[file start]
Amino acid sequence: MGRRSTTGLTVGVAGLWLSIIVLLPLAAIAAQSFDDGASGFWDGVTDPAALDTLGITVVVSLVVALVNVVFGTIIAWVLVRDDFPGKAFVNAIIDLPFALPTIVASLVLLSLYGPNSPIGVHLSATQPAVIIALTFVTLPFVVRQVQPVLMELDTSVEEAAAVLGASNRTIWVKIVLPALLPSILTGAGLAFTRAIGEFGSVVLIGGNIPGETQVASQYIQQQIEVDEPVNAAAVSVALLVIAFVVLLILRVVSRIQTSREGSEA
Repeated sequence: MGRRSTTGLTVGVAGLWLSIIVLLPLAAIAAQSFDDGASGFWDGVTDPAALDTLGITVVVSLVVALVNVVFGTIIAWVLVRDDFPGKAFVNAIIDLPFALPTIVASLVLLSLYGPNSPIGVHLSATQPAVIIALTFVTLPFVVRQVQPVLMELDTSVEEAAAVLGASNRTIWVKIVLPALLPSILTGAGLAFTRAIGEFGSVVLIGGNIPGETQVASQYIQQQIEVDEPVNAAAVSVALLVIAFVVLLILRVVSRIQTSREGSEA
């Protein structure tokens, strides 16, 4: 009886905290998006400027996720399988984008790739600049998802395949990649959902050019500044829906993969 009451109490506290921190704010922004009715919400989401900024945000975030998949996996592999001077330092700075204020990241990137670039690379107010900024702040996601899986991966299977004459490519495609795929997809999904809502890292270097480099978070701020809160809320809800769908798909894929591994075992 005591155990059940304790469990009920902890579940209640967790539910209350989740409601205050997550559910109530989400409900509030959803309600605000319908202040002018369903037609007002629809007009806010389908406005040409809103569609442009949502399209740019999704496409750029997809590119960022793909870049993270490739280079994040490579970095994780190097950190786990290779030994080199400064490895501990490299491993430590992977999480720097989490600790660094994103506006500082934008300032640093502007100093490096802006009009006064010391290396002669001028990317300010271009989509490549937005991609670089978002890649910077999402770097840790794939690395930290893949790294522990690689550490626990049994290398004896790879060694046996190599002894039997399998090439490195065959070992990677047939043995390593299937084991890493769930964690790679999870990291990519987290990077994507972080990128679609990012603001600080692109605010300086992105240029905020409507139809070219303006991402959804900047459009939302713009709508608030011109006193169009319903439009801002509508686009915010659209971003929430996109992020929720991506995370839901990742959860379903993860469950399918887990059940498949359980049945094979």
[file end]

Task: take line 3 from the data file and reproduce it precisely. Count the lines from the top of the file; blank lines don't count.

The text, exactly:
């Protein structure tokens, strides 16, 4: 009886905290998006400027996720399988984008790739600049998802395949990649959902050019500044829906993969 009451109490506290921190704010922004009715919400989401900024945000975030998949996996592999001077330092700075204020990241990137670039690379107010900024702040996601899986991966299977004459490519495609795929997809999904809502890292270097480099978070701020809160809320809800769908798909894929591994075992 005591155990059940304790469990009920902890579940209640967790539910209350989740409601205050997550559910109530989400409900509030959803309600605000319908202040002018369903037609007002629809007009806010389908406005040409809103569609442009949502399209740019999704496409750029997809590119960022793909870049993270490739280079994040490579970095994780190097950190786990290779030994080199400064490895501990490299491993430590992977999480720097989490600790660094994103506006500082934008300032640093502007100093490096802006009009006064010391290396002669001028990317300010271009989509490549937005991609670089978002890649910077999402770097840790794939690395930290893949790294522990690689550490626990049994290398004896790879060694046996190599002894039997399998090439490195065959070992990677047939043995390593299937084991890493769930964690790679999870990291990519987290990077994507972080990128679609990012603001600080692109605010300086992105240029905020409507139809070219303006991402959804900047459009939302713009709508608030011109006193169009319903439009801002509508686009915010659209971003929430996109992020929720991506995370839901990742959860379903993860469950399918887990059940498949359980049945094979």